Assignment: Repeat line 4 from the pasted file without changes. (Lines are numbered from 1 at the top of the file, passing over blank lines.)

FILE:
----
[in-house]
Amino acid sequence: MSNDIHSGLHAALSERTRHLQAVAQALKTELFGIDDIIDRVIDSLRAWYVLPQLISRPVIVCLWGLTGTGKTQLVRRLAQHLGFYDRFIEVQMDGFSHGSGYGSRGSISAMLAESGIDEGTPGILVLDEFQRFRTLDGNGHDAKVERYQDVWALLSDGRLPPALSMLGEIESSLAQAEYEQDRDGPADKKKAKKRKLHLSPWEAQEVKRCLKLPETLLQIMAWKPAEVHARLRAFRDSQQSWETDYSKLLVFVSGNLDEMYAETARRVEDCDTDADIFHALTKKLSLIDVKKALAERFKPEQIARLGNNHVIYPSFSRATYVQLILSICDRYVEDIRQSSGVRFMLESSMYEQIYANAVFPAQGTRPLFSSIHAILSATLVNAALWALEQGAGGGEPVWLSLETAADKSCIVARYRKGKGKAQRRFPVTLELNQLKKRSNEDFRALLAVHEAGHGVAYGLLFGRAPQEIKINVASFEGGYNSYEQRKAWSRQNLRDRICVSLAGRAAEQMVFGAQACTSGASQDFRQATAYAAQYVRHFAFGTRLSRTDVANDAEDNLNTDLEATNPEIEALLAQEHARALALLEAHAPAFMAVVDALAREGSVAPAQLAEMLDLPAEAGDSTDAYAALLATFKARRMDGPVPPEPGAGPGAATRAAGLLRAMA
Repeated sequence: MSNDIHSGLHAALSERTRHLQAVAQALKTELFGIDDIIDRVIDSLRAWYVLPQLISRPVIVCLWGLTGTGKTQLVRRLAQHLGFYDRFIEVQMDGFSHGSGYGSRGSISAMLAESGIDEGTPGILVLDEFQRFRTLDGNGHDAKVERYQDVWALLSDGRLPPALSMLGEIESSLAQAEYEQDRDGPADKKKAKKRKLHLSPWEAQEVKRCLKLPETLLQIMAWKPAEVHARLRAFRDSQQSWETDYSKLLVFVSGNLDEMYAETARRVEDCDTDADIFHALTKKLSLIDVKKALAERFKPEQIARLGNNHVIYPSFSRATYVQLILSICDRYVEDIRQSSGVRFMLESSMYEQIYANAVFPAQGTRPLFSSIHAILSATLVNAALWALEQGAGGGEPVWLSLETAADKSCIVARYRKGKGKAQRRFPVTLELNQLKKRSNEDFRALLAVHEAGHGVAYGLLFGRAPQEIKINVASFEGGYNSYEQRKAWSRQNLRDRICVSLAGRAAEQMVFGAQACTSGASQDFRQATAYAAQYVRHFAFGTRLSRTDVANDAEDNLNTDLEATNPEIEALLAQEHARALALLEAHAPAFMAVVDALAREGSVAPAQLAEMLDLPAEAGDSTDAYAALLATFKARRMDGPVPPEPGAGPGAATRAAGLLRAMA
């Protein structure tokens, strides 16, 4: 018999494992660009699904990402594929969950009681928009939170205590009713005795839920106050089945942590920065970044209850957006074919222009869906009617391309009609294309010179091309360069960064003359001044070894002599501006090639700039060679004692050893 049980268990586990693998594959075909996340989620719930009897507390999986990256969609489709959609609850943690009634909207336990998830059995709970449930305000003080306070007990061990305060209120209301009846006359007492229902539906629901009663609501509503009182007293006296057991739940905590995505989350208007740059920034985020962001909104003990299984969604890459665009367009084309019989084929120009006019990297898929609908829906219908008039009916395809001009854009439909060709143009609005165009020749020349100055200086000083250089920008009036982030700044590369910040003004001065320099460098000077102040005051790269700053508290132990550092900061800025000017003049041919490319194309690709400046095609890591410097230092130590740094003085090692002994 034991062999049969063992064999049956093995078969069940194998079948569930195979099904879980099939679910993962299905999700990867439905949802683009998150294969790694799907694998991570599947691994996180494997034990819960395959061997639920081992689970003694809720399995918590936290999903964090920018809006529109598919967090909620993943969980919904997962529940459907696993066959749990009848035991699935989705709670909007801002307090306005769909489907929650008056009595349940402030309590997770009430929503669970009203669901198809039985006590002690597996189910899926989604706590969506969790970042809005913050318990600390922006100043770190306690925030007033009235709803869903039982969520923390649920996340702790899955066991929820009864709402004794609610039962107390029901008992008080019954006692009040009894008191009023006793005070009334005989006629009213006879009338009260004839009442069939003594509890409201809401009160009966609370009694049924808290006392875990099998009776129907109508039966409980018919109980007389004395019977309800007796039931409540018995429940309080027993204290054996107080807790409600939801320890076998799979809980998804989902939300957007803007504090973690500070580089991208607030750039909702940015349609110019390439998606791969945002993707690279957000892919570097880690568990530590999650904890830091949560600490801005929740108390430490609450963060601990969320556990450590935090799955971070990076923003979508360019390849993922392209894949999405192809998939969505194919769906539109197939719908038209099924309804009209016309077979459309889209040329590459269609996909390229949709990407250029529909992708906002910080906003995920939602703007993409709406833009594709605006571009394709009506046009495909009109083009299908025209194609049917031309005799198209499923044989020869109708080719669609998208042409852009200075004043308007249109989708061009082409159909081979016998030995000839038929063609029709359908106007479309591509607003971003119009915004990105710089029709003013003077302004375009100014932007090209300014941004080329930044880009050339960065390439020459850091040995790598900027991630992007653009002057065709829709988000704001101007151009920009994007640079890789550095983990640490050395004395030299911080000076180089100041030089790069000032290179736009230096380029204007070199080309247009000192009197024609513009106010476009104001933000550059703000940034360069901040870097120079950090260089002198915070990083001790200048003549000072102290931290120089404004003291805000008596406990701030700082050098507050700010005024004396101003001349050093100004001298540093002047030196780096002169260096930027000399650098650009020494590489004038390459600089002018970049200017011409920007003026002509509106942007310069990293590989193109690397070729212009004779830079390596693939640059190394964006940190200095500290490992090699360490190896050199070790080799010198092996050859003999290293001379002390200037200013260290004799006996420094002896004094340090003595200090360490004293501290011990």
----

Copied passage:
């Protein structure tokens, strides 16, 4: 018999494992660009699904990402594929969950009681928009939170205590009713005795839920106050089945942590920065970044209850957006074919222009869906009617391309009609294309010179091309360069960064003359001044070894002599501006090639700039060679004692050893 049980268990586990693998594959075909996340989620719930009897507390999986990256969609489709959609609850943690009634909207336990998830059995709970449930305000003080306070007990061990305060209120209301009846006359007492229902539906629901009663609501509503009182007293006296057991739940905590995505989350208007740059920034985020962001909104003990299984969604890459665009367009084309019989084929120009006019990297898929609908829906219908008039009916395809001009854009439909060709143009609005165009020749020349100055200086000083250089920008009036982030700044590369910040003004001065320099460098000077102040005051790269700053508290132990550092900061800025000017003049041919490319194309690709400046095609890591410097230092130590740094003085090692002994 034991062999049969063992064999049956093995078969069940194998079948569930195979099904879980099939679910993962299905999700990867439905949802683009998150294969790694799907694998991570599947691994996180494997034990819960395959061997639920081992689970003694809720399995918590936290999903964090920018809006529109598919967090909620993943969980919904997962529940459907696993066959749990009848035991699935989705709670909007801002307090306005769909489907929650008056009595349940402030309590997770009430929503669970009203669901198809039985006590002690597996189910899926989604706590969506969790970042809005913050318990600390922006100043770190306690925030007033009235709803869903039982969520923390649920996340702790899955066991929820009864709402004794609610039962107390029901008992008080019954006692009040009894008191009023006793005070009334005989006629009213006879009338009260004839009442069939003594509890409201809401009160009966609370009694049924808290006392875990099998009776129907109508039966409980018919109980007389004395019977309800007796039931409540018995429940309080027993204290054996107080807790409600939801320890076998799979809980998804989902939300957007803007504090973690500070580089991208607030750039909702940015349609110019390439998606791969945002993707690279957000892919570097880690568990530590999650904890830091949560600490801005929740108390430490609450963060601990969320556990450590935090799955971070990076923003979508360019390849993922392209894949999405192809998939969505194919769906539109197939719908038209099924309804009209016309077979459309889209040329590459269609996909390229949709990407250029529909992708906002910080906003995920939602703007993409709406833009594709605006571009394709009506046009495909009109083009299908025209194609049917031309005799198209499923044989020869109708080719669609998208042409852009200075004043308007249109989708061009082409159909081979016998030995000839038929063609029709359908106007479309591509607003971003119009915004990105710089029709003013003077302004375009100014932007090209300014941004080329930044880009050339960065390439020459850091040995790598900027991630992007653009002057065709829709988000704001101007151009920009994007640079890789550095983990640490050395004395030299911080000076180089100041030089790069000032290179736009230096380029204007070199080309247009000192009197024609513009106010476009104001933000550059703000940034360069901040870097120079950090260089002198915070990083001790200048003549000072102290931290120089404004003291805000008596406990701030700082050098507050700010005024004396101003001349050093100004001298540093002047030196780096002169260096930027000399650098650009020494590489004038390459600089002018970049200017011409920007003026002509509106942007310069990293590989193109690397070729212009004779830079390596693939640059190394964006940190200095500290490992090699360490190896050199070790080799010198092996050859003999290293001379002390200037200013260290004799006996420094002896004094340090003595200090360490004293501290011990």